I can grow to love characters too, but the ones that really get my attention are the ones that can also have contradictory aspects of their personality. Like the staff Sergeant who has training in ballet, or conversely the ballet dancer who becomes a staff sergeant! I love when the characters can surprise me too.

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  3. I’m willing to suffer through less-than-stellar writing if i like the characters and empathize with what they are going through. BTW, we live in blueberry country, and homemade bb pie in the summer is better than anything else 🙂

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    • Empathy is a big thing with me and characters too. And I’ll admit to having read many books just to spend time with the characters, even though the premise leaves much to be desired. Blueberry pie is a luxury here. We pick them and give them out in smoothies a handful at a time.

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  4. I agree with Vanessa – one of my rare dnfs was a book where I despised the characters and I finally thought, “why am I reading this if I hate them and could care less what they go through?” I never thought about the yearning aspect but it makes good sense.

    And I’m more of a pecan or pumpkin pie girl myself. 😉

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    • So true Sparksofember! Along with the yearning for the yearning in a character, I just plain have to like them too. It’s like listening to a story told by a friend, where I’m totally there with them!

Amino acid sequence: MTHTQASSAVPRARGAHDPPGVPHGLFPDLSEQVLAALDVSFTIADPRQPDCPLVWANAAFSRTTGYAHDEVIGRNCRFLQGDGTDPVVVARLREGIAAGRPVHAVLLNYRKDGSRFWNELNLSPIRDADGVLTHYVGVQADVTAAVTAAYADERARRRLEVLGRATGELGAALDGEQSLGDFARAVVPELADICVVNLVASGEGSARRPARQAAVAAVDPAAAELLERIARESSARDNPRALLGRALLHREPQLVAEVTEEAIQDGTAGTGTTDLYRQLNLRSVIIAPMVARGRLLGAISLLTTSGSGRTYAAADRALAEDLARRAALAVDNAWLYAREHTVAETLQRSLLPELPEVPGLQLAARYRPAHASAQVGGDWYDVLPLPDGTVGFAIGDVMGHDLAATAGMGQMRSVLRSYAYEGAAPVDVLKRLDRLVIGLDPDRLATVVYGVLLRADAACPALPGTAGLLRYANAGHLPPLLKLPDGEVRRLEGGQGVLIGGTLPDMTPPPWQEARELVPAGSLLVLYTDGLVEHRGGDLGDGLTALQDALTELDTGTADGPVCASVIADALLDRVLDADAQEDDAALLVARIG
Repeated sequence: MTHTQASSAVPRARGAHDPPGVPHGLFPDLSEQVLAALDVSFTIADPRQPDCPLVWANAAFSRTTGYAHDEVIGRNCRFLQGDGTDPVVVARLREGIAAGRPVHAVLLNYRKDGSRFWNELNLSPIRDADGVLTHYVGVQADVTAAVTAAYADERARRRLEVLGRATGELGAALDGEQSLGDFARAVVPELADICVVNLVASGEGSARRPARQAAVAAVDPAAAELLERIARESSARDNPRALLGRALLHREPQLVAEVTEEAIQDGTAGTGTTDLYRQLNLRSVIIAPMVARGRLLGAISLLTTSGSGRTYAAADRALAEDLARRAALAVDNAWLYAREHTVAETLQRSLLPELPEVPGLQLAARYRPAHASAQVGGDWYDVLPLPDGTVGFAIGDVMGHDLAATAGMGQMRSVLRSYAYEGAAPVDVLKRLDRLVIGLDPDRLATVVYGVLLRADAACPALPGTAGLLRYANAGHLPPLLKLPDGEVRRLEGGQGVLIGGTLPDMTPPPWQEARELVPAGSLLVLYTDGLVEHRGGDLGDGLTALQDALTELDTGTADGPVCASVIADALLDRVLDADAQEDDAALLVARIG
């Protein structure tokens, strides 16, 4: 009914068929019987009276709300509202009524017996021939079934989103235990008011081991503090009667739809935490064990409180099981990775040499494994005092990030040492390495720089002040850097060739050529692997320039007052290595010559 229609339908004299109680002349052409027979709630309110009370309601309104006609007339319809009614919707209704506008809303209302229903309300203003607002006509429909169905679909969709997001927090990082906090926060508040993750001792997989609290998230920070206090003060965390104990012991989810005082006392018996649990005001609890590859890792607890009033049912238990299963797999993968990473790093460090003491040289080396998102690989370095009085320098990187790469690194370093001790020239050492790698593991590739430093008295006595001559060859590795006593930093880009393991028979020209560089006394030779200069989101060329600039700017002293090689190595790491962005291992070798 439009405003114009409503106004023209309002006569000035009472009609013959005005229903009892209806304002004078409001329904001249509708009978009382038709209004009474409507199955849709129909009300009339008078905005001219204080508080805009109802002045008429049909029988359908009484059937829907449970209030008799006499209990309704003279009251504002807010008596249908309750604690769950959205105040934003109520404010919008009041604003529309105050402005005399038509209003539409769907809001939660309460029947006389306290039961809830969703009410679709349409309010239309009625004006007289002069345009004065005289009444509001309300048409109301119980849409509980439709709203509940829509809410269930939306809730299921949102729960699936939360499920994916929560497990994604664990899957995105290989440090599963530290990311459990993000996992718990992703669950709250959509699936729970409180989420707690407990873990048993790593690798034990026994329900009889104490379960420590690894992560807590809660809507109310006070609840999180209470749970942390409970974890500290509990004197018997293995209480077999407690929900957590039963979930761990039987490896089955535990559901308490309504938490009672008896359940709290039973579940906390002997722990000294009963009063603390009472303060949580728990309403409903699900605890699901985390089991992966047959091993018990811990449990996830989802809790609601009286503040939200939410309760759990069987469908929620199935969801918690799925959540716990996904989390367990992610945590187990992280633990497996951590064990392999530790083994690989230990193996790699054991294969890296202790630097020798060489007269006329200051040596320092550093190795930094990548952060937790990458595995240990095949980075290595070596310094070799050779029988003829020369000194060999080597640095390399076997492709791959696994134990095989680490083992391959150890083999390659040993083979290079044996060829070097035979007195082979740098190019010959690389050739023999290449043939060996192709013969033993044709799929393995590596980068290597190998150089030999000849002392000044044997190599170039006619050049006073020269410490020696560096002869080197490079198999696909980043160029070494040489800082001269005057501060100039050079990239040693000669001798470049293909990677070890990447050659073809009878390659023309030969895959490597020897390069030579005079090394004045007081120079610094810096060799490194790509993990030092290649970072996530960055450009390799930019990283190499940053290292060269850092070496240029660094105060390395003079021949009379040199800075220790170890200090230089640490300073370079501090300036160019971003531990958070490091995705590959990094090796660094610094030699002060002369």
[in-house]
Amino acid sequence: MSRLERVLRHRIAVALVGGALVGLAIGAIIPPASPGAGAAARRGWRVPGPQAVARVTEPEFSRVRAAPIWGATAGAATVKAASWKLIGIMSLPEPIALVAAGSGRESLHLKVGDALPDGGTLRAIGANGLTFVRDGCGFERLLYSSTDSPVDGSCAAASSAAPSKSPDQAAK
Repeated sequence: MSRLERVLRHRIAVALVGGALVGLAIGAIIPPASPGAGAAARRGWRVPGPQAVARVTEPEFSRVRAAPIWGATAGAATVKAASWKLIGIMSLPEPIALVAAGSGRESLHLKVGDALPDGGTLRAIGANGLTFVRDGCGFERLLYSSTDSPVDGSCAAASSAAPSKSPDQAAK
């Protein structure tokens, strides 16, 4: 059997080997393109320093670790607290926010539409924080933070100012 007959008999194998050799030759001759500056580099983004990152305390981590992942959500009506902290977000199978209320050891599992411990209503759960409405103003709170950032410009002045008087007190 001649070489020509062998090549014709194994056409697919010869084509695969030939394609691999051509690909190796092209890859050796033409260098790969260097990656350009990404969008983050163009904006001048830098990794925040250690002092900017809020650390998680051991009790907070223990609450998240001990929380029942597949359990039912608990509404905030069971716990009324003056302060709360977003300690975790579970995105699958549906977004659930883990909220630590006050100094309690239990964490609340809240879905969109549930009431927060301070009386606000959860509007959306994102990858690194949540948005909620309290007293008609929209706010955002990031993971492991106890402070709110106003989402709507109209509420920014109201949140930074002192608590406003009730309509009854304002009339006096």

I wonder if I can go back and change my comment on apple pies. Pecan pies are the other favourite of mine. (along with spice cake with crumble on top, blueberry anything… rats, now I’m just hungry)

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      • lol – Apple pie illustrated your point, though. How would they make pecan pie out of a can? 😉 (unless you caught them baking a frozen pie they bought at the grocery store!)

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  5. we are pie lovers at my house! Just made a butterscotch and a peanut butter pie for my husband’s birthday today!

    I like voicey characters that I care about and find myself rooting for early in the story. I do not tolerate poor writing very well, but will skim through something poorly written to see how the characters fare.

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    • Hmmmm… butterscotch and peanut butter. Sounds fantastic. Cant’ say I’ve ever had that! (I’m game though)

      Rarely do you find writing that has good characters and bad writing. I feel both hohum characters and bad writing come hand in had. And the converse I find is
      also true…